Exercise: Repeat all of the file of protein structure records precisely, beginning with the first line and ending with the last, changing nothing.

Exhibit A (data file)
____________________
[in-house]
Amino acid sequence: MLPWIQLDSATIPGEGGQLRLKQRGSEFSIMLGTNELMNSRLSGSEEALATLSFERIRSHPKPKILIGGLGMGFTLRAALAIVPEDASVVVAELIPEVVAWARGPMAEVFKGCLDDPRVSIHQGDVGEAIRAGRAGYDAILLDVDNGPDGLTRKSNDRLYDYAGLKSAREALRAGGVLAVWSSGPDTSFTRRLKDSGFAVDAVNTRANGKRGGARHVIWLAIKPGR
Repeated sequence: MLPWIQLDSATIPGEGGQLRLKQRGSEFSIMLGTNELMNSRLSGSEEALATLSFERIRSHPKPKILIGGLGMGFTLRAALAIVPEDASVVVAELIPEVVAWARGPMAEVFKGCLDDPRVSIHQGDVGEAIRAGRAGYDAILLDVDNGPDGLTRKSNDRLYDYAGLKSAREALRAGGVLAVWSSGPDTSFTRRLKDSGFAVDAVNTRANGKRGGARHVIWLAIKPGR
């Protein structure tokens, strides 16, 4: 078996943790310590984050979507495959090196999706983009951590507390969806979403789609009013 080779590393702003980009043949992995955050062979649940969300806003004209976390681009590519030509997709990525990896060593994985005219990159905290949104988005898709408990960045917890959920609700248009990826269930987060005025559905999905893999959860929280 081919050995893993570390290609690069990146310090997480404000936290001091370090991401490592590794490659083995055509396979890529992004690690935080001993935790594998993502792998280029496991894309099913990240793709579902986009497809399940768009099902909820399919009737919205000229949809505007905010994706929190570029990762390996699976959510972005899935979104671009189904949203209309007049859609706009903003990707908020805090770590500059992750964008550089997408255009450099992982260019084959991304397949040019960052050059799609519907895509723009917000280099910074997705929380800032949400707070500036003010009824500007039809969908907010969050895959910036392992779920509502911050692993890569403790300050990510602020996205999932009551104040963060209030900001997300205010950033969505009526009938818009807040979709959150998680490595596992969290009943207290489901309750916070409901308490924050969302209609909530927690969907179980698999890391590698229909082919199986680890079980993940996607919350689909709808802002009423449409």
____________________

[in-house]
Amino acid sequence: MLPWIQLDSATIPGEGGQLRLKQRGSEFSIMLGTNELMNSRLSGSEEALATLSFERIRSHPKPKILIGGLGMGFTLRAALAIVPEDASVVVAELIPEVVAWARGPMAEVFKGCLDDPRVSIHQGDVGEAIRAGRAGYDAILLDVDNGPDGLTRKSNDRLYDYAGLKSAREALRAGGVLAVWSSGPDTSFTRRLKDSGFAVDAVNTRANGKRGGARHVIWLAIKPGR
Repeated sequence: MLPWIQLDSATIPGEGGQLRLKQRGSEFSIMLGTNELMNSRLSGSEEALATLSFERIRSHPKPKILIGGLGMGFTLRAALAIVPEDASVVVAELIPEVVAWARGPMAEVFKGCLDDPRVSIHQGDVGEAIRAGRAGYDAILLDVDNGPDGLTRKSNDRLYDYAGLKSAREALRAGGVLAVWSSGPDTSFTRRLKDSGFAVDAVNTRANGKRGGARHVIWLAIKPGR
């Protein structure tokens, strides 16, 4: 078996943790310590984050979507495959090196999706983009951590507390969806979403789609009013 080779590393702003980009043949992995955050062979649940969300806003004209976390681009590519030509997709990525990896060593994985005219990159905290949104988005898709408990960045917890959920609700248009990826269930987060005025559905999905893999959860929280 081919050995893993570390290609690069990146310090997480404000936290001091370090991401490592590794490659083995055509396979890529992004690690935080001993935790594998993502792998280029496991894309099913990240793709579902986009497809399940768009099902909820399919009737919205000229949809505007905010994706929190570029990762390996699976959510972005899935979104671009189904949203209309007049859609706009903003990707908020805090770590500059992750964008550089997408255009450099992982260019084959991304397949040019960052050059799609519907895509723009917000280099910074997705929380800032949400707070500036003010009824500007039809969908907010969050895959910036392992779920509502911050692993890569403790300050990510602020996205999932009551104040963060209030900001997300205010950033969505009526009938818009807040979709959150998680490595596992969290009943207290489901309750916070409901308490924050969302209609909530927690969907179980698999890391590698229909082919199986680890079980993940996607919350689909709808802002009423449409």